A new experimental paradigm to study children's processing of their parent's unscripted language input

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Abstract

This paper introduces a new experimental paradigm for studying children's real-time language processing of their parents' unscripted speech. Focusing on children's processing of referential expressions, or the phrases that parents used to label particular objects, we engaged dyads in a game in which parents labeled one of several objects displayed on a screen, and the child was to quickly identify it as their eye gaze was tracked. There were two conditions; one included a competitor object (e.g., the target was a striped umbrella and the display also included an umbrella with polka dots), while the other one did not (e.g., only one umbrella was present). The results revealed evidence of children's incremental processing of their parents' referential expressions. They also showed faster processing of postnominally-modified as compared to prenominally-modified referential expressions. Parents tended to produce postnominally-modified referential expressions in the more difficult experimental condition in which there was a competitor object, suggesting either that these expressions are also easier for them to produce, or that they accommodate their children by producing more easily processed expressions. We discuss the potential of this paradigm for advancing theories of the relationship between child-directed language input and children's language processing.

Original languageEnglish (US)
Pages (from-to)104-116
Number of pages13
JournalJournal of Memory and Language
Volume88
DOIs
StatePublished - Jun 1 2016

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parents
Language
Parents
paradigm
Processing
Child Language
language
Labels
Display devices
Parent Language
Paradigm
Child Studies
dyad
Referential
evidence
Language Processing

Keywords

  • Children
  • Eye-tracking
  • Language acquisition
  • Language processing
  • Methodology
  • Referential expressions

ASJC Scopus subject areas

  • Neuropsychology and Physiological Psychology
  • Language and Linguistics
  • Experimental and Cognitive Psychology
  • Linguistics and Language
  • Artificial Intelligence

Cite this

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title = "A new experimental paradigm to study children's processing of their parent's unscripted language input",
abstract = "This paper introduces a new experimental paradigm for studying children's real-time language processing of their parents' unscripted speech. Focusing on children's processing of referential expressions, or the phrases that parents used to label particular objects, we engaged dyads in a game in which parents labeled one of several objects displayed on a screen, and the child was to quickly identify it as their eye gaze was tracked. There were two conditions; one included a competitor object (e.g., the target was a striped umbrella and the display also included an umbrella with polka dots), while the other one did not (e.g., only one umbrella was present). The results revealed evidence of children's incremental processing of their parents' referential expressions. They also showed faster processing of postnominally-modified as compared to prenominally-modified referential expressions. Parents tended to produce postnominally-modified referential expressions in the more difficult experimental condition in which there was a competitor object, suggesting either that these expressions are also easier for them to produce, or that they accommodate their children by producing more easily processed expressions. We discuss the potential of this paradigm for advancing theories of the relationship between child-directed language input and children's language processing.",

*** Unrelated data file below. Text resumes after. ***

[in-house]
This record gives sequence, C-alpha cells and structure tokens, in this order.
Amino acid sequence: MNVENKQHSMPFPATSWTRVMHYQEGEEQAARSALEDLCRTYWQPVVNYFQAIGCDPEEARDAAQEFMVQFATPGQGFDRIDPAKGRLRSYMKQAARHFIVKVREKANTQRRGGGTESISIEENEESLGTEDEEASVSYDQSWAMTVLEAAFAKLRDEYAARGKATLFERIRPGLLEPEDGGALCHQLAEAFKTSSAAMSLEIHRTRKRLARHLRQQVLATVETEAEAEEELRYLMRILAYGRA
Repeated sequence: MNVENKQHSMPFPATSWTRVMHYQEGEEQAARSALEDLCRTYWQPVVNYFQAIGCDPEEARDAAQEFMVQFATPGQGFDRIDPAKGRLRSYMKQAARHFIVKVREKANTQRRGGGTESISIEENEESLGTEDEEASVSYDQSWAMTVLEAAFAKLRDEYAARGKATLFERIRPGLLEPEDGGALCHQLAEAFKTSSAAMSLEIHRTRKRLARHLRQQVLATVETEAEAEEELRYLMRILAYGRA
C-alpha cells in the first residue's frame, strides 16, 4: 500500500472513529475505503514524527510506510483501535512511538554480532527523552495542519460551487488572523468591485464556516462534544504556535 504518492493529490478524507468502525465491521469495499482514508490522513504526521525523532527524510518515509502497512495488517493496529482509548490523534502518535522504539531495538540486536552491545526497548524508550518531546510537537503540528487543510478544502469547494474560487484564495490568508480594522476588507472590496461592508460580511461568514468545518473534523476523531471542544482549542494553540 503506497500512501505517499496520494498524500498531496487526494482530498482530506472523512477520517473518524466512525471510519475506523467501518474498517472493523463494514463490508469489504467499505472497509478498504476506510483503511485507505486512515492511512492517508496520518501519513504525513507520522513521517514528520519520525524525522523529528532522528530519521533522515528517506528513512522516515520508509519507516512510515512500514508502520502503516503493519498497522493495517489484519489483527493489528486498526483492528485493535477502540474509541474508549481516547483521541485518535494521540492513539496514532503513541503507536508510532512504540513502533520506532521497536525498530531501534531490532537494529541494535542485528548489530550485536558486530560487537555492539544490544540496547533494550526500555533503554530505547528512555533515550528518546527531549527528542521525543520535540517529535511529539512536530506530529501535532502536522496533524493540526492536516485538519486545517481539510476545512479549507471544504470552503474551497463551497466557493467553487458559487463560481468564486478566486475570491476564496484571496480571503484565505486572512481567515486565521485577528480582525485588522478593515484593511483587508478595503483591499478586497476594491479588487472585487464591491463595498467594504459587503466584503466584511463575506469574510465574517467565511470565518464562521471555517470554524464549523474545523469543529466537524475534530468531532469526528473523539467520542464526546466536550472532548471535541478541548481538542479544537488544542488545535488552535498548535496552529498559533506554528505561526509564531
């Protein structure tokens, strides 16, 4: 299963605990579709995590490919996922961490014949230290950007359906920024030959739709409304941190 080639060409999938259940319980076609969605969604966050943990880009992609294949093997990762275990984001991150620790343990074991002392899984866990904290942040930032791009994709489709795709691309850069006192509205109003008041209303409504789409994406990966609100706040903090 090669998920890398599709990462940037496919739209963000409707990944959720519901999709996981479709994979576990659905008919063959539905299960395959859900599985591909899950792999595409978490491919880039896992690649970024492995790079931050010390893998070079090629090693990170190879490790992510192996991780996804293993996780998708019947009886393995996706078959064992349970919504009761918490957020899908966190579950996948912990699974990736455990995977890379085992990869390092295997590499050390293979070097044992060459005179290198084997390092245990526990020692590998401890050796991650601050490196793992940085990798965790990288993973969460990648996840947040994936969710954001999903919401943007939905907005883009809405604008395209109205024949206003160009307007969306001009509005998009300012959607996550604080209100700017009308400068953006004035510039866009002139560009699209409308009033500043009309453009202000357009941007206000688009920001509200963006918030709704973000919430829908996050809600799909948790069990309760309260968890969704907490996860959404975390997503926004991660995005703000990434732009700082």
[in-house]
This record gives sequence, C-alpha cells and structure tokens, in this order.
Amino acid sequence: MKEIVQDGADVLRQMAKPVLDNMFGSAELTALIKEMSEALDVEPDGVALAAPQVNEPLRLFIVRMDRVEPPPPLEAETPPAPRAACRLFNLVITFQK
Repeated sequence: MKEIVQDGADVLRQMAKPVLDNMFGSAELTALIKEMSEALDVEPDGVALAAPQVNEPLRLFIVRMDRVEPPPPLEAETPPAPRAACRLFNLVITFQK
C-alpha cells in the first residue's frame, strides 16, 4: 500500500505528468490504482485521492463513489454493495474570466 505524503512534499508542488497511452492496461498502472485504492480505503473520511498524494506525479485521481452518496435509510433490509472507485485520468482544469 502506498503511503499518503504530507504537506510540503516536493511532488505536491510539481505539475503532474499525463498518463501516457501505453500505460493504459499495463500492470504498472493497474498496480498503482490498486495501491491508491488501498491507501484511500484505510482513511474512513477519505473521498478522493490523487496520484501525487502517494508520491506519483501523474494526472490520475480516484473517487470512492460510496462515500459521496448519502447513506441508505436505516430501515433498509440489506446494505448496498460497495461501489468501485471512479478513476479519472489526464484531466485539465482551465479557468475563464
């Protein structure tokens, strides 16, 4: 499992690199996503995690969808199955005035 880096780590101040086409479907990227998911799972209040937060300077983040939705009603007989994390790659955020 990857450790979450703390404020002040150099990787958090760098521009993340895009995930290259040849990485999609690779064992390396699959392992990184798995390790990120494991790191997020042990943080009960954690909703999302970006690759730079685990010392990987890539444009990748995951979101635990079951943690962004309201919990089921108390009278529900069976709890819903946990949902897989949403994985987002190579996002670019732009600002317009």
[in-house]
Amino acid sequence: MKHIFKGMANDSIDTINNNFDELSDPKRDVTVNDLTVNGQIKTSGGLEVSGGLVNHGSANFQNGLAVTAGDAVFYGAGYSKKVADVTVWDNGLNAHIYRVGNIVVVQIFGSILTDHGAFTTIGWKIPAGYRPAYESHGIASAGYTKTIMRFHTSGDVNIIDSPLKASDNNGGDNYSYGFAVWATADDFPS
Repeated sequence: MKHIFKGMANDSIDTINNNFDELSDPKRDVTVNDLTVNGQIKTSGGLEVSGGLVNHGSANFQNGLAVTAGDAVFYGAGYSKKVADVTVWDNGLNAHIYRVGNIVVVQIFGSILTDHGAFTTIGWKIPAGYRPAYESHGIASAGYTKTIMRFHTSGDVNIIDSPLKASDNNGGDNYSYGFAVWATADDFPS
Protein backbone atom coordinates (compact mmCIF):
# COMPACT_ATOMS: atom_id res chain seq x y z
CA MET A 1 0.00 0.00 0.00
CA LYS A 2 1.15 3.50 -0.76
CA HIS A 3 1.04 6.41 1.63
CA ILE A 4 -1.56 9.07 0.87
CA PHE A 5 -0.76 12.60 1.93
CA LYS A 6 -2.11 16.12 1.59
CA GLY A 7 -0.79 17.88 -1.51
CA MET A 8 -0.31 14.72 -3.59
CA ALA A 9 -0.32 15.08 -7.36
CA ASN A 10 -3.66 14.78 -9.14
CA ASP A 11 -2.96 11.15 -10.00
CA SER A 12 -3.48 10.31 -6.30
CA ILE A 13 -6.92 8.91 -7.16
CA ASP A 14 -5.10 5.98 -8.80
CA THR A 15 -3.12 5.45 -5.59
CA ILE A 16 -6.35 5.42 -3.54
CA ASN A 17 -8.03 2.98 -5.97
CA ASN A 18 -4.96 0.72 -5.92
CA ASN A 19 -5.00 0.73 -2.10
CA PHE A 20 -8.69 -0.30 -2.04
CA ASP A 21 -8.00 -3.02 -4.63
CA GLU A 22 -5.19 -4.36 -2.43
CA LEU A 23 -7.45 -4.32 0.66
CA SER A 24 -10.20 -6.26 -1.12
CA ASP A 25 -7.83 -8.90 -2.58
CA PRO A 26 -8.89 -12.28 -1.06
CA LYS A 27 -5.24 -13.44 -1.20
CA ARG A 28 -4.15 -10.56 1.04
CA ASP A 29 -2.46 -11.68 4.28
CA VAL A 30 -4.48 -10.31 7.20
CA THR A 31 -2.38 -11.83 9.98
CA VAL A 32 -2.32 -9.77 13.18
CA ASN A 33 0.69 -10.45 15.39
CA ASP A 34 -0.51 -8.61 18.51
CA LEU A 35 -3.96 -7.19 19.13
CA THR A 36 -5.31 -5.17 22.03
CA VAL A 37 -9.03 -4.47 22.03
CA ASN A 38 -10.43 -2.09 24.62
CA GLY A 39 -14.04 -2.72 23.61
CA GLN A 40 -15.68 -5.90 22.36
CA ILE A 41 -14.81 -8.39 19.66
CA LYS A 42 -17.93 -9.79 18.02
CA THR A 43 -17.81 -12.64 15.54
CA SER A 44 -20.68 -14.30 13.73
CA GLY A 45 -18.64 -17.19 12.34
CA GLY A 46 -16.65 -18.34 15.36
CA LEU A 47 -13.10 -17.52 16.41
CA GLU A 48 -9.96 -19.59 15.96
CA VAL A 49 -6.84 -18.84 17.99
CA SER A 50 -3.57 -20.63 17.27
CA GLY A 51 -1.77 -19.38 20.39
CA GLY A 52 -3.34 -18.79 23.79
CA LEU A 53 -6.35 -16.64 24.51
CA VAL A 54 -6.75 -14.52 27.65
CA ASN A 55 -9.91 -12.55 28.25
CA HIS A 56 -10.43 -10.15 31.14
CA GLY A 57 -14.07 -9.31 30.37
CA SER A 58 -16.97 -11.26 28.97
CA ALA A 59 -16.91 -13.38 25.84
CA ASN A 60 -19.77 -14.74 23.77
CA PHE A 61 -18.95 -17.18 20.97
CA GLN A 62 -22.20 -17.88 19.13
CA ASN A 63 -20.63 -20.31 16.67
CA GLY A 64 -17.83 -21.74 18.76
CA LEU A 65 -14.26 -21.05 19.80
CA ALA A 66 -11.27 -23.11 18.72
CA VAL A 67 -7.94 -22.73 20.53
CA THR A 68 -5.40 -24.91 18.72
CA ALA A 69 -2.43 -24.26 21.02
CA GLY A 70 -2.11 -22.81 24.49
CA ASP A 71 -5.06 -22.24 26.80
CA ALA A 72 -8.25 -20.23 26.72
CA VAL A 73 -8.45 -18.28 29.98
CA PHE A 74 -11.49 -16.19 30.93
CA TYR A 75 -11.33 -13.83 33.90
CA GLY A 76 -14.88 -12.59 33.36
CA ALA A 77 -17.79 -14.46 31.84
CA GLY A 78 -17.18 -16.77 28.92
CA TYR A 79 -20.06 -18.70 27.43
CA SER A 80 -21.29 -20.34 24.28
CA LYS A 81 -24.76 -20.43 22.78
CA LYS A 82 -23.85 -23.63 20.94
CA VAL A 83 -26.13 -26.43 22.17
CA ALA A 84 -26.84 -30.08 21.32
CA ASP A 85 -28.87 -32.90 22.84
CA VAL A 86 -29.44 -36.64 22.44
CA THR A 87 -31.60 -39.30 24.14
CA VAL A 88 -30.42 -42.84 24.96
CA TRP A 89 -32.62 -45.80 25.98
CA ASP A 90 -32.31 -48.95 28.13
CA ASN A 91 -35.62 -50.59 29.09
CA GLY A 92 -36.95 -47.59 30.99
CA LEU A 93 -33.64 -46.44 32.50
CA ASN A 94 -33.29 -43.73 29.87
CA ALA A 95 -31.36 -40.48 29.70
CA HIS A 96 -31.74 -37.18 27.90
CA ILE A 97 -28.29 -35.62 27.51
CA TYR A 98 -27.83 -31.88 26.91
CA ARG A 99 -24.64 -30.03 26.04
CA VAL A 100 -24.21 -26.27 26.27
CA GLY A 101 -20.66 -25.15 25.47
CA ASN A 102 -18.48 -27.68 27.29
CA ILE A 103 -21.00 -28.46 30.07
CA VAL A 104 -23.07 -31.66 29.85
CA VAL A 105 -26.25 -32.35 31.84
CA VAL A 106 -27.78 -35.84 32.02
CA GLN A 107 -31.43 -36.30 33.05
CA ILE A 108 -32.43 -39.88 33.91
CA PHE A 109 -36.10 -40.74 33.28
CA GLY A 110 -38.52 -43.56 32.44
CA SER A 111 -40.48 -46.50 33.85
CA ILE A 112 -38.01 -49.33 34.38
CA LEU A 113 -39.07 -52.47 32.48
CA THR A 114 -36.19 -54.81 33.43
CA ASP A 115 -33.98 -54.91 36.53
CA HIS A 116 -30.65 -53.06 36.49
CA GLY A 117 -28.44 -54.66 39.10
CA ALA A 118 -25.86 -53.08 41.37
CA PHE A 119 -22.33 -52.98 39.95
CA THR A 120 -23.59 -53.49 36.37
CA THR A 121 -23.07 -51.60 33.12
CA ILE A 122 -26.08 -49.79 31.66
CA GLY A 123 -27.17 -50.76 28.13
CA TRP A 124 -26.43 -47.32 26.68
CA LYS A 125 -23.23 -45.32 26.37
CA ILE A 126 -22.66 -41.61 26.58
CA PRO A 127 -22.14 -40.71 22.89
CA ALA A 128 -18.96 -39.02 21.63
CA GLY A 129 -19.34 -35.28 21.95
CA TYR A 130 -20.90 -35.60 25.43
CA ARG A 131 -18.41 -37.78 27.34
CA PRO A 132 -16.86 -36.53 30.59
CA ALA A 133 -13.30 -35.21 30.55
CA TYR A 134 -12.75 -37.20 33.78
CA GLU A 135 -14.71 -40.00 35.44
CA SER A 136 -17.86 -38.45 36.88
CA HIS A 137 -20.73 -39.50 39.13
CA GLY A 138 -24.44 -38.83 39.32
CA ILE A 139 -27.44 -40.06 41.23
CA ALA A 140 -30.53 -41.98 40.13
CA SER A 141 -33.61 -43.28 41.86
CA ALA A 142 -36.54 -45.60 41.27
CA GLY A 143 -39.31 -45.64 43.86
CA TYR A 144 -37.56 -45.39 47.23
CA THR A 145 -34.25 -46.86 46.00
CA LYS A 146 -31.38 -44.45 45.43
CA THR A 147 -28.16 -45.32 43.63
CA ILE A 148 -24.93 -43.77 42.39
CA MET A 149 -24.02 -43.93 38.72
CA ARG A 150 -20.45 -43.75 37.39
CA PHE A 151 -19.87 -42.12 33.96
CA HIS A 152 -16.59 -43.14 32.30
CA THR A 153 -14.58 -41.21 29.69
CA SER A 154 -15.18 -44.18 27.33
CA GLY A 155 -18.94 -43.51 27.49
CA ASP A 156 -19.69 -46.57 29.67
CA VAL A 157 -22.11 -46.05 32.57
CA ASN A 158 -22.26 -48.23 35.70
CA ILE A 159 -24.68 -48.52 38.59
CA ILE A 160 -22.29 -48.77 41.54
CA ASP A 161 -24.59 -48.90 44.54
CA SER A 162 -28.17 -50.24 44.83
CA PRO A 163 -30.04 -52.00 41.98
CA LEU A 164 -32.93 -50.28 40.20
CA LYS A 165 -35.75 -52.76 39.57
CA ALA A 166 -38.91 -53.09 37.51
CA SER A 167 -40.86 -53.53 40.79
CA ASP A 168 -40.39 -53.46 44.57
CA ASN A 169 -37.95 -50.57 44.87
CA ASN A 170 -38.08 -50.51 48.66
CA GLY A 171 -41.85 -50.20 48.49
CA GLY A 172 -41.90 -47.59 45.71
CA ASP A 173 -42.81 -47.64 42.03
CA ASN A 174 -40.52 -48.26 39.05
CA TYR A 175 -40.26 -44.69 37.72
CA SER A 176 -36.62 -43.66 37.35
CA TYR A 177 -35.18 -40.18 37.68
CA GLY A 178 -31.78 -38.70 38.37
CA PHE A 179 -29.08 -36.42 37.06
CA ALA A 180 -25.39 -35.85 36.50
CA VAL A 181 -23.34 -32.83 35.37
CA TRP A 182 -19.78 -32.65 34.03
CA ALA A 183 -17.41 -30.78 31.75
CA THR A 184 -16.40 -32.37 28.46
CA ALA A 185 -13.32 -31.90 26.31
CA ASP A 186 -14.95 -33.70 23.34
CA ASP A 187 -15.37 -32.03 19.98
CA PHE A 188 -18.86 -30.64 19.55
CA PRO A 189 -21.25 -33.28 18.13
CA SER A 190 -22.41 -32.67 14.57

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author = "Sudha Arunachalam",
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AB - This paper introduces a new experimental paradigm for studying children's real-time language processing of their parents' unscripted speech. Focusing on children's processing of referential expressions, or the phrases that parents used to label particular objects, we engaged dyads in a game in which parents labeled one of several objects displayed on a screen, and the child was to quickly identify it as their eye gaze was tracked. There were two conditions; one included a competitor object (e.g., the target was a striped umbrella and the display also included an umbrella with polka dots), while the other one did not (e.g., only one umbrella was present). The results revealed evidence of children's incremental processing of their parents' referential expressions. They also showed faster processing of postnominally-modified as compared to prenominally-modified referential expressions. Parents tended to produce postnominally-modified referential expressions in the more difficult experimental condition in which there was a competitor object, suggesting either that these expressions are also easier for them to produce, or that they accommodate their children by producing more easily processed expressions. We discuss the potential of this paradigm for advancing theories of the relationship between child-directed language input and children's language processing.

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